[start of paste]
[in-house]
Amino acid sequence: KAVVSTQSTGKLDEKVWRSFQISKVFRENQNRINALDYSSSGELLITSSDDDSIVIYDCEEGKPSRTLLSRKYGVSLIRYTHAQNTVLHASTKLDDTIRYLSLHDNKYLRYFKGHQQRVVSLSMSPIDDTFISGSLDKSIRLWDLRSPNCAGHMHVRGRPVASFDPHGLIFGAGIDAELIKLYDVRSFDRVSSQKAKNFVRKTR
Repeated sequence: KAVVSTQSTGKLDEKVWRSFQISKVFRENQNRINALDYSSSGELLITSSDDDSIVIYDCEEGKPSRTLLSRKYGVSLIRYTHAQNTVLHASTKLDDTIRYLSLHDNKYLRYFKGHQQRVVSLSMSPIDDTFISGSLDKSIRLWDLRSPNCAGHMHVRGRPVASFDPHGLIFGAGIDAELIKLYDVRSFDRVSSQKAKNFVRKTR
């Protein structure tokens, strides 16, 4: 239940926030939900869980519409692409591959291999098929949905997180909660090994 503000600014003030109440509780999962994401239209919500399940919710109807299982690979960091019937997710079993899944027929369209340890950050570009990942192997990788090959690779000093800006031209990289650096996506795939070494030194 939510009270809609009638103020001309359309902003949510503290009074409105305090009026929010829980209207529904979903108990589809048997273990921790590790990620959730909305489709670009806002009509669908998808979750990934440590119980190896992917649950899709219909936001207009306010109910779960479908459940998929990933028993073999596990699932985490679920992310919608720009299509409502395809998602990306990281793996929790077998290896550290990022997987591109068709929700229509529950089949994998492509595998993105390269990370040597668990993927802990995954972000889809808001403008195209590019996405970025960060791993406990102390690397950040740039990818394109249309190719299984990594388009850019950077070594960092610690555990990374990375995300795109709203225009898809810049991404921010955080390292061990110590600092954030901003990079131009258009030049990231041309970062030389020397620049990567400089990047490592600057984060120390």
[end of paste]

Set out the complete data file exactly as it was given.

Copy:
[in-house]
Amino acid sequence: KAVVSTQSTGKLDEKVWRSFQISKVFRENQNRINALDYSSSGELLITSSDDDSIVIYDCEEGKPSRTLLSRKYGVSLIRYTHAQNTVLHASTKLDDTIRYLSLHDNKYLRYFKGHQQRVVSLSMSPIDDTFISGSLDKSIRLWDLRSPNCAGHMHVRGRPVASFDPHGLIFGAGIDAELIKLYDVRSFDRVSSQKAKNFVRKTR
Repeated sequence: KAVVSTQSTGKLDEKVWRSFQISKVFRENQNRINALDYSSSGELLITSSDDDSIVIYDCEEGKPSRTLLSRKYGVSLIRYTHAQNTVLHASTKLDDTIRYLSLHDNKYLRYFKGHQQRVVSLSMSPIDDTFISGSLDKSIRLWDLRSPNCAGHMHVRGRPVASFDPHGLIFGAGIDAELIKLYDVRSFDRVSSQKAKNFVRKTR
């Protein structure tokens, strides 16, 4: 239940926030939900869980519409692409591959291999098929949905997180909660090994 503000600014003030109440509780999962994401239209919500399940919710109807299982690979960091019937997710079993899944027929369209340890950050570009990942192997990788090959690779000093800006031209990289650096996506795939070494030194 939510009270809609009638103020001309359309902003949510503290009074409105305090009026929010829980209207529904979903108990589809048997273990921790590790990620959730909305489709670009806002009509669908998808979750990934440590119980190896992917649950899709219909936001207009306010109910779960479908459940998929990933028993073999596990699932985490679920992310919608720009299509409502395809998602990306990281793996929790077998290896550290990022997987591109068709929700229509529950089949994998492509595998993105390269990370040597668990993927802990995954972000889809808001403008195209590019996405970025960060791993406990102390690397950040740039990818394109249309190719299984990594388009850019950077070594960092610690555990990374990375995300795109709203225009898809810049991404921010955080390292061990110590600092954030901003990079131009258009030049990231041309970062030389020397620049990567400089990047490592600057984060120390």